FAQs

FAQ

  • How deep and in what soil types is The Village Drill effective?

    The Village Drill is designed to drill up to 90 meters (270 ft.). The Rig includes 50 meters of drill string. The average depth is 45 meters. The drill is able to penetrate all water bearing soil types, including sand, silts, medium/hard grade rock, coral and clay.

  • How much does The Village Drill cost?

    The costs with all tools and commercial drilling components required to start your drilling activities is $18,000 USD, plus shipping and various taxes (based on destination).

  • Where is The Village Drill Manufactured?

    The Village Drill is currently manufactured in Utah, USA.

  • What is the drilling method?

    The Village Drill is a rotary, “wet drill” process. This technology allows us to bore into the ground very quickly and remove the cuttings as we are drilling. Cable tooling and auguring have long been replaced in the drilling industry by the more efficient and effective wet rotary method.

  • How long will it take to drill a borehole with The Village Drill?

    In many cases, just one day. In ideal conditions, The Village Drill may average 40 meters (120 feet) or more per day. In denser formations depths of five meters (16 feet) a day more likely.

  • How do I learn to use The Village Drill?

    Learning how to operate The Village Drill only takes a couple of hours. General drilling principles like where to drill or how to install a pump is best done with a local experienced driller. Operational training is available upon request. Various training materials and videos are included with every drill.

  • What is the cost to drill a borehole?

    To drill then develop a borehole, exact cost will vary regionally based on the prices of necessary materials.  We advise groups new to drilling who purchase The Village Drill, that they should expect the wrapped up cost for drilling to not exceed $2,500.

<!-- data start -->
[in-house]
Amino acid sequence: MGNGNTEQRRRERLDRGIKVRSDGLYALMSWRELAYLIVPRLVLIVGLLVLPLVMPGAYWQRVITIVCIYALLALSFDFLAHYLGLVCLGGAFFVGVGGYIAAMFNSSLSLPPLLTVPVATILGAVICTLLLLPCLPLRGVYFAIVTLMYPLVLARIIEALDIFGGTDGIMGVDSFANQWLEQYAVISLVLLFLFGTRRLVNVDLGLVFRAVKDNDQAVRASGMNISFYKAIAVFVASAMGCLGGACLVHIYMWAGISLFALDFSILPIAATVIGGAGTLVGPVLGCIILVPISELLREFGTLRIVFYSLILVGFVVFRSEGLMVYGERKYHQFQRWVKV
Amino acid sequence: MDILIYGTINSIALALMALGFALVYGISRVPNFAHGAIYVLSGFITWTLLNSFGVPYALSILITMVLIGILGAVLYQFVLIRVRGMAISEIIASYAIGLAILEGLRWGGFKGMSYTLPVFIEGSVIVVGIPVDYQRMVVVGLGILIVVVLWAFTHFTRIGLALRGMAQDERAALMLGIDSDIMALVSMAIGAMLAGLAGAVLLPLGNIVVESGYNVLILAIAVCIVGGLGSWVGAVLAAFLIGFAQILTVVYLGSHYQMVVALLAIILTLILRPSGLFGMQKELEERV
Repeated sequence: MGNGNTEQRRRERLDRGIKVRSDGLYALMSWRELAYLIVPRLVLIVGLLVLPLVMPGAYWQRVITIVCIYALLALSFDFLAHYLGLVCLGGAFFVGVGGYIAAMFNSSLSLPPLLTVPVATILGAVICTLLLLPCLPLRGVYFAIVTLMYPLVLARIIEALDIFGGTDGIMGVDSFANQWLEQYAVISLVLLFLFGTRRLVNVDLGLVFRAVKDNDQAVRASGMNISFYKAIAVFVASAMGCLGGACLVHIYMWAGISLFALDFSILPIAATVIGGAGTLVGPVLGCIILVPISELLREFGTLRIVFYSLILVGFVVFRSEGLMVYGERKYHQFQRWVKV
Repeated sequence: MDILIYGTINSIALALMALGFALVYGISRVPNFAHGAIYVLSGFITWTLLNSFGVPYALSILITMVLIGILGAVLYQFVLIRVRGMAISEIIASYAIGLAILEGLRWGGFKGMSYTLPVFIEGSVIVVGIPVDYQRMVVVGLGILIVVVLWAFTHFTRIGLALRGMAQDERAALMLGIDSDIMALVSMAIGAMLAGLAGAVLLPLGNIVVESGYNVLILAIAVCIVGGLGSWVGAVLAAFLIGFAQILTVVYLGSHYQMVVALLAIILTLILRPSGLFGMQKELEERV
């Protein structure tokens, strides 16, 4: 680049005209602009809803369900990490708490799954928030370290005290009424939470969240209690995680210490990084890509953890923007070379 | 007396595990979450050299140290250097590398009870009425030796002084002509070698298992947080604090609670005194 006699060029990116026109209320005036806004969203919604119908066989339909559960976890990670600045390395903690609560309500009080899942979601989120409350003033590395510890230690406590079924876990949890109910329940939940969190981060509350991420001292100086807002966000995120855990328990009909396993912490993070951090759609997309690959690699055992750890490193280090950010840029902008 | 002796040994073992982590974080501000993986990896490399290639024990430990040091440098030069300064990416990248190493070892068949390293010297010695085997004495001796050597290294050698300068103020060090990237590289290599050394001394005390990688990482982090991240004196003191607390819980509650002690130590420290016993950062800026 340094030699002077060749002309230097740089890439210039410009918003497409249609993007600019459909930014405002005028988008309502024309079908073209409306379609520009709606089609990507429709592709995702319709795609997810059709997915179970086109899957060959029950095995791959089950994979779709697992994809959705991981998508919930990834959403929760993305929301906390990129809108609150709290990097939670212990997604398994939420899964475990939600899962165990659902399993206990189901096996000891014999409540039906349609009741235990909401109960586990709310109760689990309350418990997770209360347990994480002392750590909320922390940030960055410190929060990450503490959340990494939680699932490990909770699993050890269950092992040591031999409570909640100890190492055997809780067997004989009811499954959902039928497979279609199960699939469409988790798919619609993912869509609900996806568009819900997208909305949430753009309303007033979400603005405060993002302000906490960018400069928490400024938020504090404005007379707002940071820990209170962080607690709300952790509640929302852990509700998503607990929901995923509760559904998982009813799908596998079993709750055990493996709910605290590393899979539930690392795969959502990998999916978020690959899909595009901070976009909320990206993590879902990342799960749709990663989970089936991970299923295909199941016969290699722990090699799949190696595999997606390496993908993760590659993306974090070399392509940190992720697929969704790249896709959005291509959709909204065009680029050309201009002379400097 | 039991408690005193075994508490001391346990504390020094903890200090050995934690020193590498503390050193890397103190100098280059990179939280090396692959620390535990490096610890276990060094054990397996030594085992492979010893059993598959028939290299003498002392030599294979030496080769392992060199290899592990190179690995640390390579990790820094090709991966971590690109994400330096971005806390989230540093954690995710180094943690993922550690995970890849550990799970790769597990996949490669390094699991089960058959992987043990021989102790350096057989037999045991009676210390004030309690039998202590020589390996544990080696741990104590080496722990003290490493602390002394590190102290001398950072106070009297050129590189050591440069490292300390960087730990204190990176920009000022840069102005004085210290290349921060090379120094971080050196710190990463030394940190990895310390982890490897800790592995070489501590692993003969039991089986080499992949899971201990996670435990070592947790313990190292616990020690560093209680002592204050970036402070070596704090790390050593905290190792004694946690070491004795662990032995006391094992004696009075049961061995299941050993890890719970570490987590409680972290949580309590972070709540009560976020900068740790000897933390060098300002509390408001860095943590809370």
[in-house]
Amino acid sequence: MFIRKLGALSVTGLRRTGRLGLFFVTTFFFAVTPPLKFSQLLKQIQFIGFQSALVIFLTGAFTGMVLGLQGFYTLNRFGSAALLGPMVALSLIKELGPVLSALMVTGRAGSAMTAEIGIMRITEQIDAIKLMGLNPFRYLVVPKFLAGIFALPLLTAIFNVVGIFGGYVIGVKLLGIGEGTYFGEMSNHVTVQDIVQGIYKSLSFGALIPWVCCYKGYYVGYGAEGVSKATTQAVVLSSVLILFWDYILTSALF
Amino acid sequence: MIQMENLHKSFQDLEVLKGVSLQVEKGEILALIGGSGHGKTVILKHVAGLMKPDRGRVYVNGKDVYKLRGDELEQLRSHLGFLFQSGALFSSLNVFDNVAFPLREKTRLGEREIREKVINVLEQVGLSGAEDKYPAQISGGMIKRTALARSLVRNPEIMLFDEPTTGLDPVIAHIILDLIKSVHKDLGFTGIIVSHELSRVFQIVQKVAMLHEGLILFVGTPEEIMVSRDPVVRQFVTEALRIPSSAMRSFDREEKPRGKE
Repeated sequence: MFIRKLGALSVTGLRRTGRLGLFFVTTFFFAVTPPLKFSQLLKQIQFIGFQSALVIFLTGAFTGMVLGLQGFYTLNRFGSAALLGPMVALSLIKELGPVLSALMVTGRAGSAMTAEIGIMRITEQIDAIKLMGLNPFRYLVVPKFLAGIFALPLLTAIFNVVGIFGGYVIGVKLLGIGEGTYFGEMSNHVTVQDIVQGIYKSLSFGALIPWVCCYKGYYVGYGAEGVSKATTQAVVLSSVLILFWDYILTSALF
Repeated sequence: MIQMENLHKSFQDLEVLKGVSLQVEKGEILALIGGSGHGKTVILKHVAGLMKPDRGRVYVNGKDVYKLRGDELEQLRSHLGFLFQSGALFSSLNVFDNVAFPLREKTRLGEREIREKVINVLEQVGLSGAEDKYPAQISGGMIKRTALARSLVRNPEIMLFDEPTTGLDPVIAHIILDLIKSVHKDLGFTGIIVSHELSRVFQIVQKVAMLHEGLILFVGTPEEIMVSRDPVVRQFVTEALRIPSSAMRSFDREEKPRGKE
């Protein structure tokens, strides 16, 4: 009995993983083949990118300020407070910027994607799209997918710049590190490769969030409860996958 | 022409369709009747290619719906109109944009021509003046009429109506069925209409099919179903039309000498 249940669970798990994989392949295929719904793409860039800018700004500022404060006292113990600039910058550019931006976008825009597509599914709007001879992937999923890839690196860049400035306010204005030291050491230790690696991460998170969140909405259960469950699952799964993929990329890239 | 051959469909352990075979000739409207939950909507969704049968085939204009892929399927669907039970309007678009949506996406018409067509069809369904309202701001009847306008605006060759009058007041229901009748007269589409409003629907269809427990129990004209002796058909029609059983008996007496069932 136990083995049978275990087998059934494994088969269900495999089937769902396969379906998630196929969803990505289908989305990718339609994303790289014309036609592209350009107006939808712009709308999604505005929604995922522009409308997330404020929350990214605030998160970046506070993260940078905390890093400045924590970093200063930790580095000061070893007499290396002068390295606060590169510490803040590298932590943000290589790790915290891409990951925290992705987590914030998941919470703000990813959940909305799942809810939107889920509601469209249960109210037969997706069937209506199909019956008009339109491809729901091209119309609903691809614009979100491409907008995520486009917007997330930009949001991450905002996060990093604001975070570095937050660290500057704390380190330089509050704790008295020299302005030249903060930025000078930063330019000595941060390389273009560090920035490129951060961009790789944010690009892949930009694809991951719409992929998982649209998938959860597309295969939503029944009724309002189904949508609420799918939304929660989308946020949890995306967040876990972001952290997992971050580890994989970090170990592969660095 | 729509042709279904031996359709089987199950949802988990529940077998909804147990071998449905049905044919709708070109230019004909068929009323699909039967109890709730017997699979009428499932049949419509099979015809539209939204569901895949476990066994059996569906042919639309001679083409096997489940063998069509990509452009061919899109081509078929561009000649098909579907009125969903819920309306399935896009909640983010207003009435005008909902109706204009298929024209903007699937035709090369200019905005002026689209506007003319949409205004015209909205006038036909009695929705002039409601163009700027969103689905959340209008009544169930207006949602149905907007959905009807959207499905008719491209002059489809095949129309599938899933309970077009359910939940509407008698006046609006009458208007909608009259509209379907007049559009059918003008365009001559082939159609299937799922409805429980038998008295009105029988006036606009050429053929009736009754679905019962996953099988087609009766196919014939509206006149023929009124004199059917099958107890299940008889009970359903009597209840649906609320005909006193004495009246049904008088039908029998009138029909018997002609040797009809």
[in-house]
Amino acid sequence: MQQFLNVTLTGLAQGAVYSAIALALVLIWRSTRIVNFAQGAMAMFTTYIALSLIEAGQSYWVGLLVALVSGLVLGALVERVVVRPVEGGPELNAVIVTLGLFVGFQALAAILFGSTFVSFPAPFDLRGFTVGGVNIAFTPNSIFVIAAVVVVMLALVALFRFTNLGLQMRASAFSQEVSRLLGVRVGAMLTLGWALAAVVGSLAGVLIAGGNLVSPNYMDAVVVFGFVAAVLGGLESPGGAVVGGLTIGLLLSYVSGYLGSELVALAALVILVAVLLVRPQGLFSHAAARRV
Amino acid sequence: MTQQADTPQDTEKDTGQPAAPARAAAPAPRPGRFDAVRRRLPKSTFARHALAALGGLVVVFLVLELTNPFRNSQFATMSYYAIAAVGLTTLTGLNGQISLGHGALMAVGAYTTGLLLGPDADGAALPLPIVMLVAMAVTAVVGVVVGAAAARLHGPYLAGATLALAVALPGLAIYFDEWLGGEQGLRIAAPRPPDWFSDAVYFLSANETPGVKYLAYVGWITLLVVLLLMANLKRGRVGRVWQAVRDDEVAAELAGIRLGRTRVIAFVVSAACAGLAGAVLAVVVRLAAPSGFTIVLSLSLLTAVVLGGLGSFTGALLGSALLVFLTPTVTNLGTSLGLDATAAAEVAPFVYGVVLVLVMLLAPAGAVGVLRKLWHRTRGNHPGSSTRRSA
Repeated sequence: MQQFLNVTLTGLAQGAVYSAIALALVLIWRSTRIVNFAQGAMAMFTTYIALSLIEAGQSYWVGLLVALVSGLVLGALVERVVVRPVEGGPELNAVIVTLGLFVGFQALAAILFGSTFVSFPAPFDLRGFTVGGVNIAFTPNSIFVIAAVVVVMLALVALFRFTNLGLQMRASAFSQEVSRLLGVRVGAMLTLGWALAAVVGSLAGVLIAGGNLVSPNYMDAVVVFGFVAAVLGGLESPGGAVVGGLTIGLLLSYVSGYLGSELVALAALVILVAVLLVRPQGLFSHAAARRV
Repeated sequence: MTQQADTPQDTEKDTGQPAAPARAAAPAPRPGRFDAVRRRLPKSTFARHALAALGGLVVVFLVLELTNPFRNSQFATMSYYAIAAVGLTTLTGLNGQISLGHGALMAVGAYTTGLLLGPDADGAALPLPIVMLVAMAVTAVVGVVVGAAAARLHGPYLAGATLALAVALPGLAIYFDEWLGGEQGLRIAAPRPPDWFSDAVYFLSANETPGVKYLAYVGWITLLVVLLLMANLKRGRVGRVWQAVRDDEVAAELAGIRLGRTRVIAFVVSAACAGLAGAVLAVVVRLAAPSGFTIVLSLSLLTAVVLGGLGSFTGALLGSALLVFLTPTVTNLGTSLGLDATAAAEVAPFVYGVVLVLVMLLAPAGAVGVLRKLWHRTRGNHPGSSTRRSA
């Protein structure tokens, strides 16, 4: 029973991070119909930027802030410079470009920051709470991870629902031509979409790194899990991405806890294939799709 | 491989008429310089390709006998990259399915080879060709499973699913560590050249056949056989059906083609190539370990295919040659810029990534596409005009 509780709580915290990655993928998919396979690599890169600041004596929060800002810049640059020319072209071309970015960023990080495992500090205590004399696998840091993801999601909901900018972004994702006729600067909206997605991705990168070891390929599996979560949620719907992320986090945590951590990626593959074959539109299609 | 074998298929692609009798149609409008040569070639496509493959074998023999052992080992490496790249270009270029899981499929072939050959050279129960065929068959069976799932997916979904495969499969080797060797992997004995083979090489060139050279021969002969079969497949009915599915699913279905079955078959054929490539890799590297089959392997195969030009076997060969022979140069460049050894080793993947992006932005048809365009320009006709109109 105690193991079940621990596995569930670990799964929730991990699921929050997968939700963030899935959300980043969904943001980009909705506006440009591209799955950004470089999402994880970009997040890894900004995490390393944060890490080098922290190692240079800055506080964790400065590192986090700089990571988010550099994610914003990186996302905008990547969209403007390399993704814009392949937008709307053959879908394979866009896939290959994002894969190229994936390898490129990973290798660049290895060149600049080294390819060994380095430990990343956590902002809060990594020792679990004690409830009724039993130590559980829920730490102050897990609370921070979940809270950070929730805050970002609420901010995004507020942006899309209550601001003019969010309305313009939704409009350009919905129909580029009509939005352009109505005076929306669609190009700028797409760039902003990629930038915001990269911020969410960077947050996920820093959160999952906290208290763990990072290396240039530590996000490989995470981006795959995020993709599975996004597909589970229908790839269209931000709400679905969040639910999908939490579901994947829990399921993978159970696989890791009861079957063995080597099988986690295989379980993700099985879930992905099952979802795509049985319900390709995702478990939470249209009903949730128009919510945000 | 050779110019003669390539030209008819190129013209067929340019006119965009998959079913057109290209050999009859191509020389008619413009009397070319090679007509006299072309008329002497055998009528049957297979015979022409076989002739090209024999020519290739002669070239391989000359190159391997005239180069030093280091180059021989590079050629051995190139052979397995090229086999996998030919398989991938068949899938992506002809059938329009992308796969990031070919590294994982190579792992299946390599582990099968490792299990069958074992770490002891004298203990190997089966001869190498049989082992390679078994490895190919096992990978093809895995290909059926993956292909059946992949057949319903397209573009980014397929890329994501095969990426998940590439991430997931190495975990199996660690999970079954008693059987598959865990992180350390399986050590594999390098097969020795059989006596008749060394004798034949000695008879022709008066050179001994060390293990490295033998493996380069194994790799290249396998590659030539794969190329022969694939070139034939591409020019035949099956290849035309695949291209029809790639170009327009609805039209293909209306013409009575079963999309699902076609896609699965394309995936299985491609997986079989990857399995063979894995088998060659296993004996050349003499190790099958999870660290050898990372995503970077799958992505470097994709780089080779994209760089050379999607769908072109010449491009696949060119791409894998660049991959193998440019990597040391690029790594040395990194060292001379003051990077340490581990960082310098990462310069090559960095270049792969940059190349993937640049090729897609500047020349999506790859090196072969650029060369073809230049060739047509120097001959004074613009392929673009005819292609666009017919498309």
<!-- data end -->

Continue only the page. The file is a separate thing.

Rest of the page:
• Will all drilling techniques reach the water aquifers?

    Ironically, one of the Achilles heels of cable and auger drilling is water. Typical cable and auguring techniques cannot pass through “ground water” levels to reach aquifer levels. The problem with ground water is it is still commonly shallow and is still contaminated from runoff and two, groundwater is prone to drying up in the dry seasons. The Village Drill has the capability to pass right through groundwater levels and can easily reach aquifer levels which are typically pure from biological contaminates and much less susceptible to dry season variations.

  • How do you get the cuttings out of the hole?

    The Village Drill method of removing the cuttings from the borehole is a huge advantage. The Village Drill removes the cuttings as it drill’s, as part of the drilling process. With the auger you have to lift every bite section completely out of the ground, with the cable you have to pound and cut the ground and then change tools to remove the rubble and then go back to pounding. This is a very slow and arduous process by comparison.

  • Is the diameter of the borehole wide enough to install a submersible solar powered pump?

    The Village Drill uses commercial sized bits, of which the largest one creates a 7″ borehole which will take just about any style pump. The most common hand pumps are the India Mark II and the Afridev (they usually cost between $600-$900 USD). Most submersible pumps, whether solar or electric are 3″ to 4″ in diameter and as long as you use the proper size casing available, you won’t have any problems with either (submersible pumps usually go for between $200-$400 USD).

    At the end of the day we suggest Village Drill owners use whatever is most common for their area as replacement parts will be far easier to come by.